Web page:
See, upon Nipsey’s passing, I was already in a deep phase of self-reflection, and when this phase hits, it hits HARD. Thoughts of “Why am I not where I want to be?”, “Why am I not who I want to be?”, “Why is MY time taking so long?”, “If I leave this earth, what would I have left for my children?” had consumed me. It was evident that I was going through every single emotion a human being could feel over the course of five to six weeks. Not only was it difficult for me to comprehend my emotional and mental state, I was equally unable to discover a solution or reach a point of positive thinking. I reached out to friends and family, therapists even, to find clarity. This was NO joke. Now combine all that with grief followed by more grief. These were feelings I could not escape, but I continued to pray and a part of me could not let go of learning more and more about the messages and legacy of Nipsey Hussle as a coping mechanism. In doing so, the Thursday after Nipsey’s passing, I came across a video. In this video, Nipsey was being interviewed by Big Boy of the Big Boy’s Neighborhood Radio Show and there was a moment when Nipsey explained or defined the word that would become his brand and synonymous with his legacy, MARATHON:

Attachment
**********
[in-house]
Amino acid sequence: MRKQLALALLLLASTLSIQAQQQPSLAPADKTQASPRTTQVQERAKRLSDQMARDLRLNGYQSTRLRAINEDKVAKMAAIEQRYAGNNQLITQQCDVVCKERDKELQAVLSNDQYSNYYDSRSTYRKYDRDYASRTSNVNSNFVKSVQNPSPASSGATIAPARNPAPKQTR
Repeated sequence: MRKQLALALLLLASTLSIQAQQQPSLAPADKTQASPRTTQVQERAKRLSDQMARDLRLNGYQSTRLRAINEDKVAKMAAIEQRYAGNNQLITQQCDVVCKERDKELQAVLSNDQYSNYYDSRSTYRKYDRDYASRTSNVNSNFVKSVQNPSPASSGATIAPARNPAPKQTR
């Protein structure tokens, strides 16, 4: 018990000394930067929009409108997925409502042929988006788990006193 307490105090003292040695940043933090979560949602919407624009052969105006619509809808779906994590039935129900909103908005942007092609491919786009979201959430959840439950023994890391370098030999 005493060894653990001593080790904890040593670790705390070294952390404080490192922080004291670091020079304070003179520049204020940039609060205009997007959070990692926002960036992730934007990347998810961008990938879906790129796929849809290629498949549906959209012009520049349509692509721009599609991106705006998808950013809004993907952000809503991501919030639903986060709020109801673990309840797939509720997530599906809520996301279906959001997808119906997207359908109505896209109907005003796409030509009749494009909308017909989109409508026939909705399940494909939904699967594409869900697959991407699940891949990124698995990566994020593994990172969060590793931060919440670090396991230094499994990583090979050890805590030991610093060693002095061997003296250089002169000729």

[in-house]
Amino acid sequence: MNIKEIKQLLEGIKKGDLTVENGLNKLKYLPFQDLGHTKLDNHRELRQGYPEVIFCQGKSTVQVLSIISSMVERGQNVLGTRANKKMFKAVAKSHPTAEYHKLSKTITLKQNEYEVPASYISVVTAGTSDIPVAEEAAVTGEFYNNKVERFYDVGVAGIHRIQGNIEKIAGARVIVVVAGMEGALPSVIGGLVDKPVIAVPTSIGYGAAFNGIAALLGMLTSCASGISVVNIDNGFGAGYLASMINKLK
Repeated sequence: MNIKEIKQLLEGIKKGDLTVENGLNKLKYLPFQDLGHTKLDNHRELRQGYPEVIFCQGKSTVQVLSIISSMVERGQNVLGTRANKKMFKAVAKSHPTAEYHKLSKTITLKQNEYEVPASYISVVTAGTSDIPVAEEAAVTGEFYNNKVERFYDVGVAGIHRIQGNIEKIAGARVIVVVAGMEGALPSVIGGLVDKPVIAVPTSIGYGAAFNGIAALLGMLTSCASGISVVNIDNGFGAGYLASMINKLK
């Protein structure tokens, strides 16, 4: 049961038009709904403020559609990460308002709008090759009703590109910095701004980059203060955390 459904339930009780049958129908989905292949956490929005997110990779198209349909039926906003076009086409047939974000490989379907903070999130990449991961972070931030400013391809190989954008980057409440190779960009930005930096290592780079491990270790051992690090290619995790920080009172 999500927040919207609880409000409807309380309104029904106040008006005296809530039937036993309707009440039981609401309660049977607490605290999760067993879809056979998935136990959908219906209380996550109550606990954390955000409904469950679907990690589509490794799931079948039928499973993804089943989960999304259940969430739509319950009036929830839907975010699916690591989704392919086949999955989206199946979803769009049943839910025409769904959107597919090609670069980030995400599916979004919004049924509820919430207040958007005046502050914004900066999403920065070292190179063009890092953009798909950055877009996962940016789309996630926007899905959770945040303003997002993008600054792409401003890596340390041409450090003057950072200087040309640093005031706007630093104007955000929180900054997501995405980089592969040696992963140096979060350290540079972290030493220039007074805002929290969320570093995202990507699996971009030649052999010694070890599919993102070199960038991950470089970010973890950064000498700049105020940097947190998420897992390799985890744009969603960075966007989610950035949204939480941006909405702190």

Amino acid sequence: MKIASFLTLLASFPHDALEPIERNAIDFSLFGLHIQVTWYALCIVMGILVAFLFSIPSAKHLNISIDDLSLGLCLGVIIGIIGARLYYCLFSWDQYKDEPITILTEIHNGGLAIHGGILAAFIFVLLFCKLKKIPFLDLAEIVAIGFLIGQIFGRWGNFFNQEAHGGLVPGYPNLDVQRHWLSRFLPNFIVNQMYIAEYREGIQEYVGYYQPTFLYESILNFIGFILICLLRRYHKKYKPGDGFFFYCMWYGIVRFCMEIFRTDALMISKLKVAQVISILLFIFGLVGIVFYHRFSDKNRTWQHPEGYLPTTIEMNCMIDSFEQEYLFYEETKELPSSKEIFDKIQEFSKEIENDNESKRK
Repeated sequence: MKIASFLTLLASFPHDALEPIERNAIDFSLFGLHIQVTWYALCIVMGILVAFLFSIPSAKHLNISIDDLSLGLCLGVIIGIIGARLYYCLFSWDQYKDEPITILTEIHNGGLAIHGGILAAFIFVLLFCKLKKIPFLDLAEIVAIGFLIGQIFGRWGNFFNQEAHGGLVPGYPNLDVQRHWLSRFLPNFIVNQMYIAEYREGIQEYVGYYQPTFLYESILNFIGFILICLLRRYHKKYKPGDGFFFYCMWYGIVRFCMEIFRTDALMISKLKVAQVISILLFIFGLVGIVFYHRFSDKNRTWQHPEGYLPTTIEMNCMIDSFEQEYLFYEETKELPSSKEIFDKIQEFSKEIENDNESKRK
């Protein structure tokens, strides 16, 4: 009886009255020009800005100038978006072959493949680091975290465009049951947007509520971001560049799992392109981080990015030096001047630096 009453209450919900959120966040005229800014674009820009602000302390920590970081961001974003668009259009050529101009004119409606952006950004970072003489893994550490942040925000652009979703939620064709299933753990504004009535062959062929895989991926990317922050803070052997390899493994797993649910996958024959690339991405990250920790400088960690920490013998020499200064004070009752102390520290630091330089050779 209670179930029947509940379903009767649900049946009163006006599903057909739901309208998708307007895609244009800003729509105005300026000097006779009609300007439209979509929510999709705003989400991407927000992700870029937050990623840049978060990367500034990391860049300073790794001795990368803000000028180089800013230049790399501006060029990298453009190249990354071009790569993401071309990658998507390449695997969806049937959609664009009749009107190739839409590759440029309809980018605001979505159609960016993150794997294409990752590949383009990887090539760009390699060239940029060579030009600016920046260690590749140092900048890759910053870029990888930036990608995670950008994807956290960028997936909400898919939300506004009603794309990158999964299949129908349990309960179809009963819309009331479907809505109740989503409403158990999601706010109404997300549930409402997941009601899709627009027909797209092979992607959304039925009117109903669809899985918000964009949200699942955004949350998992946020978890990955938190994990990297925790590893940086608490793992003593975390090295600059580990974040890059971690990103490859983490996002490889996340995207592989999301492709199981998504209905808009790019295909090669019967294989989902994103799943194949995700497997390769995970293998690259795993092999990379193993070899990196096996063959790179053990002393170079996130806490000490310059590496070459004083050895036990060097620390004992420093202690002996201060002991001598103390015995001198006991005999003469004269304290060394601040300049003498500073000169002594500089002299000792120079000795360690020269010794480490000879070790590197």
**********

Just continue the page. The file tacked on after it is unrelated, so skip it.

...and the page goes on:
“…I just didn’t quit. That’s the only distinguishing quality for me and probably whoever going through this, or went through this, or is gonna go through this, is that I ain’t quit. I went through every emotion. I went through every emotion with trying to pursue what I’m doing, you know what I mean? And I think that’s what’s gonna separate whoever’s gonna try to go for something is that you ain’t gon’ quit.”